# Absolute value equality involving complex analysis

I'm preparing for a complex analysis prelim which I'll take next summer by consulting Ahlfor's Complex Analysis: An Intro to the Theory of Analytic Functions of One Variable (3rd edition). My question pertains to Exercise 4 of Chapter 1, Section 1.5, and it is as follows:

Show that there are complex numbers $z$ satisfying $$|z-a| + |z+a|= 2|c|$$ if and only if $|a| \leq |c|$. If this condition is fulfilled, what are the smallest and largest values of |z|?

Well, for the first part of the question I was able to show only one direction, i.e. if there are complex numbers $z$ such that $|z-a| + |z+a|= 2|c|$, then $|a| \leq |c|$ by applying the triangle inequality. Specifically, I did the following: $$\begin{array} {lcl} 2|a| &=& |2a| \\ &=& |a-z+z+a| \\&\leq& |a-z| + |z+a| \\&=& |z-a| + |z+a| \\&=& 2|c|. \end{array}$$ Dividing both sides of the inequality by $2$ yields the result in one direction. The other direction is giving me trouble, and so is the second part of the exercise. Some helpful hints and advice would be much appreciated.

• This is also called the gardeners ellipse. Dec 28, 2013 at 20:40

Draw it, and you'll see that's euclidean geometry, not complex analysis. Anyway, something like $z=ia\sqrt{\frac{|c|^2}{|a|^2}-1}$ should work.

To be more specific: $$|z-a|=|a|\cdot|i\sqrt{\frac{|c|^2}{|a|^2}-1}-1|=|a|\cdot\sqrt{\frac{|c|^2}{|a|^2}-1+1}=|c|$$ $$|z+a|=|a|\cdot|i\sqrt{\frac{|c|^2}{|a|^2}-1}+1|=|a|\cdot\sqrt{\frac{|c|^2}{|a|^2}-1+1}=|c|$$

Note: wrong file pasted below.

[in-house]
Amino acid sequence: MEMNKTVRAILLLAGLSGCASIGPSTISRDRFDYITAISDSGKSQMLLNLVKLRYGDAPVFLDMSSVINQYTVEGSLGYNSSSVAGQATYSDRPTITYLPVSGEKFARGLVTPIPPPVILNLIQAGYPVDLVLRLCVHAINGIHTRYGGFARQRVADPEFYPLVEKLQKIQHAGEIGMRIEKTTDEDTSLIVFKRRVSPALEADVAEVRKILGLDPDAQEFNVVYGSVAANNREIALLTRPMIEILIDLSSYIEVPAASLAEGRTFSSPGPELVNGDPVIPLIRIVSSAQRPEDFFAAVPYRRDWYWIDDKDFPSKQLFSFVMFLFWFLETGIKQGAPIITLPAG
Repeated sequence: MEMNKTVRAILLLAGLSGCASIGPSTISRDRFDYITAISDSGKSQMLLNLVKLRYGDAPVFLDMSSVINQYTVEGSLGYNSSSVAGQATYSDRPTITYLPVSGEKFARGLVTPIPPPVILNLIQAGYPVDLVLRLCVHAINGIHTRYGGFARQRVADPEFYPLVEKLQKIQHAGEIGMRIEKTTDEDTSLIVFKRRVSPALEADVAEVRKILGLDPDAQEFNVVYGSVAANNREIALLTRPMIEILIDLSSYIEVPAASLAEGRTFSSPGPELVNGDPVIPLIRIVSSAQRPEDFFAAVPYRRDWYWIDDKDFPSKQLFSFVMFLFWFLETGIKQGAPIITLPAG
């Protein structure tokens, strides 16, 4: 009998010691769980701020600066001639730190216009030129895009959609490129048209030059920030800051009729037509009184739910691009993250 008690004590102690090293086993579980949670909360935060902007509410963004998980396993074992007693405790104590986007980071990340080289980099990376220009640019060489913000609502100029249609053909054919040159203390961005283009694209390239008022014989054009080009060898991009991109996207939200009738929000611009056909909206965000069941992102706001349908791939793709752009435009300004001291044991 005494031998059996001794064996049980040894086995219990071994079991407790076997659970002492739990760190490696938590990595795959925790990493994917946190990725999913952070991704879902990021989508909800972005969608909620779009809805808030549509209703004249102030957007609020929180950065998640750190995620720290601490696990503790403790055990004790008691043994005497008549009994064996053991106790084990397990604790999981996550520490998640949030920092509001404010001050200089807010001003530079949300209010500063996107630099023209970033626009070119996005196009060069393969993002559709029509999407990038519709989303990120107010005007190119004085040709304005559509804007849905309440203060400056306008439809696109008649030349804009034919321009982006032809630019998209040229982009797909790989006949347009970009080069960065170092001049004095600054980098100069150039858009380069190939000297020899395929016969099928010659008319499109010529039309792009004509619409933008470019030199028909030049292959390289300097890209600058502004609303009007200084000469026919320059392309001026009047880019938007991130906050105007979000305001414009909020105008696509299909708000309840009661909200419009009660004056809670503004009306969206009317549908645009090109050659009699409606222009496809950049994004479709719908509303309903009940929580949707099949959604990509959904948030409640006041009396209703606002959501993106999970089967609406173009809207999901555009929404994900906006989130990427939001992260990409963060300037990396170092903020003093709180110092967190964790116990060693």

Edit: I didn't see the part about max/min. The points that satisfy the equation draw an ellipse with foci in $a$ and $-a$. Clearly the minimum and maximum values of $|z|$ are on the axes. The first one is the one I've already written, the second one is realised by $a|\frac ca|$.

• Wouldn't this suggestion you gave have to consider the restriction $a \neq 0$? Drawing it is fine, but I think the question asks to be a proof. Dec 28, 2013 at 19:18
• Well, if $a=0$, the exercise is not so difficult... Take $z=c$. Otherwise, you can check that the formula works: this is a correct proof. If you want to know where the formula comes from, you can draw a picture: the formula finds a point on the axis of the segment between $a$ and $-a$. Dec 28, 2013 at 19:21
• I think showing the converse may require $z= \frac{|c|}{|a|} a$. Then I can use the fact that $\frac{|c|}{|a|} \geq 1$ from there. Dec 29, 2013 at 16:05
• My answer is not clear? When $a\neq 0$, you have to use $z=ia\sqrt{\frac{|c|^2}{|a|^2}-1}$, and the fact that $|c|\geq|a|$ ensures that the square root is real. Dec 29, 2013 at 16:09

You can rotate the complex plane so that $a$ is real.

Let $z= x+ i \,y$. Then the left hand side is $$\sqrt{(x+a)^2+y^2} + \sqrt{(x-a)^2+y^2}$$ is minimum when $y=0$, i.e when $z$ is real. Clearly all $z$ in the interval $[-a,a]$ satisfies the condition.

Hence $z=0$ is the minimum, $z=\pm a$ is maximum in magnitude

Note: Added as an after thought.

If you do not want to make the initial rotation, then just consider $z$ of the form $$z = \lambda \, (-a) + (1-\lambda) a = a \,(1 - 2 \lambda),~~~ 0 \le \lambda \le 1$$ and show that all these $z$ meet the requirement.

• ?? $z=0$ implies $|z-a|+|z+a|=2|a|\neq 2|c|$. Jan 8, 2014 at 17:01